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Monday, 25 March 2024 03:23

Regional Workshop on Fisheries Subsidies Agreement being convened in Barbados Featured

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Belize City, Monday, 25 March 2024 (CRFM)—As the global discussion continues on the elimination of harmful subsidies to the fisheries sector, following the adoption of the World Trade Organization (WTO) Agreement on Fisheries Subsidies at the 12th WTO Ministerial Conference on 17 June 2022, Caribbean countries have been engaged on its far-reaching implications. The WTO Agreement sets new, binding, multilateral rules to curb harmful subsidies, which are a key factor in the widespread overfishing of the world’s fish stocks. Specifically, the Agreement prohibits subsidies for illegal, unreported and unregulated (IUU) fishing, for utilizing overfished stocks, and for fishing on the unregulated high seas. Implementation of this Agreement will contribute to the fulfillment of United Nations Sustainable Development Goal target 14.6.

 

The Caribbean Regional Fisheries Mechanism (CRFM), the CARICOM Secretariat, the Caribbean Development Bank (CDB), and WTO are co-hosting the 2nd Regional Technical Workshop on the Ratification and Implementation of the Fisheries Subsidies Agreement in CARICOM Member States. The purpose of the event—which is bringing together Caribbean senior Trade and Fisheries officials and representatives from partner organizations in Bridgetown, Barbados, from 25-26 March 2024—is to provide resources and tools to guide ratification and implementation of the WTO Agreement on Fisheries Subsidies.

 

The Technical Workshop will also help to chart a way forward for the implementation of the Agreement and strengthen the capacity of national Fisheries and Trade Officials to implement the Agreement. It will also build upon the outcomes of the first technical workshop on Fisheries Subsidies for the Caribbean region held in Port of Spain, Trinidad and Tobago, 17-19 January 2023. The ongoing second wave of fisheries subsidies negotiations, which seek to develop additional provisions on subsidies that contribute to overcapacity and overfishing, will also be discussed, with reference to the recently held 13th WTO Ministerial Conference in Abu Dhabi.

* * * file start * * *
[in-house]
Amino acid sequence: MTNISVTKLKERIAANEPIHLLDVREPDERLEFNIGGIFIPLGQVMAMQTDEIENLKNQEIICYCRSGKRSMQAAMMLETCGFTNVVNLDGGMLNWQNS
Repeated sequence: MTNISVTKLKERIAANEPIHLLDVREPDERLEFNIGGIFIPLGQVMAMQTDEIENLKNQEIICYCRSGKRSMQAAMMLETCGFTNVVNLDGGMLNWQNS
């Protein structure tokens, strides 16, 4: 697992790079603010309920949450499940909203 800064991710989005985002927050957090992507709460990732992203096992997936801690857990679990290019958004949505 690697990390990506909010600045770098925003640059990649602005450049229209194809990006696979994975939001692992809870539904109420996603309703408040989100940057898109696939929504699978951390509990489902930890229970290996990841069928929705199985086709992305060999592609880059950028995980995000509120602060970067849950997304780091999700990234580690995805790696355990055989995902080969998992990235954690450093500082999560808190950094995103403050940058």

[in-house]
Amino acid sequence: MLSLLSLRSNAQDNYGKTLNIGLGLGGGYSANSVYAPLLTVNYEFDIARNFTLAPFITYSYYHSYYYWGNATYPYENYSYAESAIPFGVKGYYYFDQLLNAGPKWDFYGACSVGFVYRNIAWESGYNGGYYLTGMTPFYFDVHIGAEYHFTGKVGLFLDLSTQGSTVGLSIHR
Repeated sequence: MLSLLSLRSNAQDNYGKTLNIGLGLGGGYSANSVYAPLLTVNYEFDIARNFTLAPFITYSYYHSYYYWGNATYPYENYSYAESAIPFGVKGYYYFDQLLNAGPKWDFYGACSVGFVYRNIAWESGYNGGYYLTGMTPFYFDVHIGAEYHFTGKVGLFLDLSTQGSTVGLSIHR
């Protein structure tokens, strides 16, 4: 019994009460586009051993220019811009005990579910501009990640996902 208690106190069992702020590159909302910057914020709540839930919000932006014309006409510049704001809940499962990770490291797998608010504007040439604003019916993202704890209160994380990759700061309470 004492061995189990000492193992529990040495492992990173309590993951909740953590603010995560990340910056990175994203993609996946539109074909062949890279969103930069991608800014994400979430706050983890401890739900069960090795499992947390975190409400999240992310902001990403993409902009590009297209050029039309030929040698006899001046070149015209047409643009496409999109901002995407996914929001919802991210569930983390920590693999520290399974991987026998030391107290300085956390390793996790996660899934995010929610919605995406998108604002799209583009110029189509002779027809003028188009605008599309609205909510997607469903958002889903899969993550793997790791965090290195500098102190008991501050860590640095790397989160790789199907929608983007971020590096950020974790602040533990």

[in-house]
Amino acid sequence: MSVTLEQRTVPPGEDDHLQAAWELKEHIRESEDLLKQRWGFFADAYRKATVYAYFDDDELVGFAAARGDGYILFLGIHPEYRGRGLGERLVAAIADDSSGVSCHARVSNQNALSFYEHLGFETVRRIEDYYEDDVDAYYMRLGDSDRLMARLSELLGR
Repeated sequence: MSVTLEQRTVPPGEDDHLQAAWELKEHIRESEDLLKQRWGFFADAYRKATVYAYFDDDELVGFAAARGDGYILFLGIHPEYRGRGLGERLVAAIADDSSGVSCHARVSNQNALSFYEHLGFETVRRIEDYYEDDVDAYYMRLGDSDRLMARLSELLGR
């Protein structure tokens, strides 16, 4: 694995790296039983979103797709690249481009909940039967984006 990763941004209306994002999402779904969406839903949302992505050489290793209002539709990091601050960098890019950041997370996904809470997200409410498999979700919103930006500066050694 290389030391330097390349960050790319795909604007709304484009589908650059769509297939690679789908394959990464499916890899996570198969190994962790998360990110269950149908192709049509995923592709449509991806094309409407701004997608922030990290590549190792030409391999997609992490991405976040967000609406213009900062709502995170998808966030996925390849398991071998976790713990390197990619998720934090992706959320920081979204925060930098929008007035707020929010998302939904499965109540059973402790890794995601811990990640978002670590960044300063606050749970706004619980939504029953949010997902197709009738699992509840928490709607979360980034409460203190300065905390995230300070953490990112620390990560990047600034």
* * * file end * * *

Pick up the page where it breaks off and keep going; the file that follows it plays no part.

Copy of The Honourable Ahmed Hussen Minister of International Development 1

 

The Keynote Speaker for the Opening Ceremony will be the Hon. Kerrie Symmonds, M.P., Minister of Foreign Affairs and Foreign Trade and Senior Minister coordinating the Productive Sector, of Barbados. Ambassador Wayne McCook, Assistant Secretary-General, CARICOM Single Market and Trade, and Therese Turner-Jones, Vice-President (Operations)(Ag.) at the Caribbean Development Bank, will also deliver remarks during the Opening Ceremony.

 

Milton Haughton, Executive Director, CRFM Secretariat, will also present remarks during the Opening Ceremony and later lead off the technical engagement with a presentation on Sustainable Fisheries Management and Development in the Caribbean in the context of fisheries subsidies. Clarisse Morgan, Director - Rules Division at the WTO Secretariat, will deliver remarks as well as an Overview of the WTO Agreement on Fisheries Subsidies, and Chantal Ononaiwu, Director of External Trade at the CARICOM Secretariat, will present on the second wave of negotiations on Fisheries Subsidies.

 

As of 12 March 2024, 71 countries had ratified the WTO Fisheries Subsidies Agreement, including five (5) CRFM Member States: Barbados, Belize, Dominica, Haiti, and Saint Lucia. According to the World Trade Organization, for the Agreement to enter into force, two-thirds of WTO members (or 109 countries) must formally accept the Agreement on Fisheries Subsidies by depositing an “instrument of acceptance” with the WTO. Once the Agreement enters into force, it will remain open for acceptance by any other WTO member and will take effect for that new signatory as soon as its instrument of acceptance is deposited with the WTO.

 

Member States will speak on their internal processes and approaches towards ratification and implementation of the WTO Agreement, including any challenges experienced. International and regional organizations providing technical assistance and capacity building support will provide details on opportunities available to support countries with implementation of the agreement once it has come into force.

 

This week’s technical workshop also provides a forum for other regional and international organizations, fisherfolk, donors, non-CARICOM countries, and private sector representatives who would be directly or indirectly impacted by the Subsidies Agreement to be engaged on this critical matter.

 

It is expected that at the conclusion of the 2nd Regional Technical Workshop on the Ratification and Implementation of the WTO Fisheries Subsidies Agreement, Caribbean countries will be better equipped to chart the way forward for the ratification and implementation of the Agreement.

 

—Ends—

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